Over the Christmas break we had a few of the regulars in the gaming crew out for family travel, etc., but were joined by one of my gamer buddies that floats in fr a session or two every year or so. He was interested in the new Alien RPG by Free League, andsince I had gotten the bundle in a few weeks earlier, we got together with the rest of the group that was left in Albuquerque to play through the Chariot of the Gods adventure Andrew Gaska wrote for the game.

Yes, there will be spoilers. If you’re playing through this adventure, feel free to come back afterward.

Running the adventure made the cards in the bundle useful. Outside of that…not so much. Every character in the module is presented, so if you have someone come in late, they can play some of the characters that eventually wake up at the end of the first/ beginning of the second act. There’s gear cards, which were somewhat useful so I didn’t have to flip through the book for data on the weapons. Spacesuit cards would have been nice, however. I would suggest to Free League a second set of cards that’s just gear and initiative cards; they’d be more useful.

The dice — you don’t need ’em, but the yellow stress die with the facehugger for 1s really works to enhance the flavor of the game. On that note, stress builds fast in the game. When the characters have a stress die or two, they usually aided the player — the die mechanic, like most of the FL games needs you to roll a 6 to succeed on a die, with multiples giving you more damage to deal out, to aid people that failed a test, or to take some kind of benefit. On a facehugger, you have the chance of panic. We rolled a lot of panic tests in the playthrough, but it wasn’t until you started to hit five or six stress die that you were humped. We had a player drop his shotgun in the first encounter with an “abomination”, and later fled his companions. Others had the shakes or froze up. No one completely lost it. The stress mechanic works well, though I found myself ignoring the extra stress die characters got when panicking, as you already accrue another when you roll a facehugger. However, panic often spreads, so I did use the extra stress die to those around him when panic ensues.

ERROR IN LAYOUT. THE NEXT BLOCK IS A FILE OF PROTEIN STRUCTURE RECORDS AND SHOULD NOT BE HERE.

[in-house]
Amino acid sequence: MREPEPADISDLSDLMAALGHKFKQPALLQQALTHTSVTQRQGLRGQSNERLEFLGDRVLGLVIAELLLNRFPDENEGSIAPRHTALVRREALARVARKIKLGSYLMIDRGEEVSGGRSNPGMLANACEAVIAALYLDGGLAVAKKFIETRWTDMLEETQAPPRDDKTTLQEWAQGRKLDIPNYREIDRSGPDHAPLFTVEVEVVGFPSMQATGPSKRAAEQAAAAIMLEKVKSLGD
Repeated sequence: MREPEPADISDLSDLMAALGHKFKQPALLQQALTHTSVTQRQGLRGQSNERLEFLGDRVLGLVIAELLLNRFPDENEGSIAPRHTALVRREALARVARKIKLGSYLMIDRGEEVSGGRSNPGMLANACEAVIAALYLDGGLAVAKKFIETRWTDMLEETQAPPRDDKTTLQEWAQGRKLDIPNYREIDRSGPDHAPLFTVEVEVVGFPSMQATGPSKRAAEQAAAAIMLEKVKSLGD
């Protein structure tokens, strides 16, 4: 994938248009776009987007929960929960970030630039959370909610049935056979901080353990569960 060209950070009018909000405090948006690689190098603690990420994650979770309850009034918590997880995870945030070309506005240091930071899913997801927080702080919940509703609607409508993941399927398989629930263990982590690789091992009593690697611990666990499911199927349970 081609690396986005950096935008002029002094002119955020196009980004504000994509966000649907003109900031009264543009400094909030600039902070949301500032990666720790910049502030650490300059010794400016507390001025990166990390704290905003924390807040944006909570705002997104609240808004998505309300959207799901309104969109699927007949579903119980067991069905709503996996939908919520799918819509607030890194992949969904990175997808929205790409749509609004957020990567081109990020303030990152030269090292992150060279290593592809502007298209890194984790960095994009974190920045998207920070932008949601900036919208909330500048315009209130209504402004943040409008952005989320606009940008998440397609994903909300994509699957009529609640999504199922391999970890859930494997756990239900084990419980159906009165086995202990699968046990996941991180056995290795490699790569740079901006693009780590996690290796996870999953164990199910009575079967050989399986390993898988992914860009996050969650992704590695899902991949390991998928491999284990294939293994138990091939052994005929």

The basics: the crew of a freighter on a milk run discovers a Prometheus-style ship adrift for the last 76 years. It’s Cronus, a missing science vessel that went out to 26 Draconis and was never heard from again. The company wants the ship boarded, repaired, and retrieved with all the scientific data and samples. The corporate weenie character, Wilson, however, see Special Order 966 — which orders the return no matter what and, of course, all other priorities are rescinded.

We ran the boarding and the initial investigation of the ship, but I had the ship in deep cold, in addition to the foul air specified in the adventure. The characters took excellent precautions and didn’t get out of their suits until toward the end of the adventure. Which leads me to the consumables rules — the game stipulates a facehugger on a stress die results in losing a consumable. In the case of the spacesuits, that would have meant 4 fails to the suit not working. I ignored that and went with a suit has a standard 2 shifts (5-10 hours) of air if the wearer is taking it easy; 1 shift if working hard. Past that, the consumables kicks in. This gave the crew the time to avoid some of the nastiness until the second act, but also made some of their tasks more difficult — they missed some of the clues they might have been able to exploit, like science team notes that they couldn’t flip through because of the bulky suit fingers, etc. Consumables worked best for weapons and the panicked spray and pray of Aliens. In the first encounter with the abomination belowdecks, the Rye character let loose with an EVA gun and on a facehugger, dumped the magazine. Now they were screwed.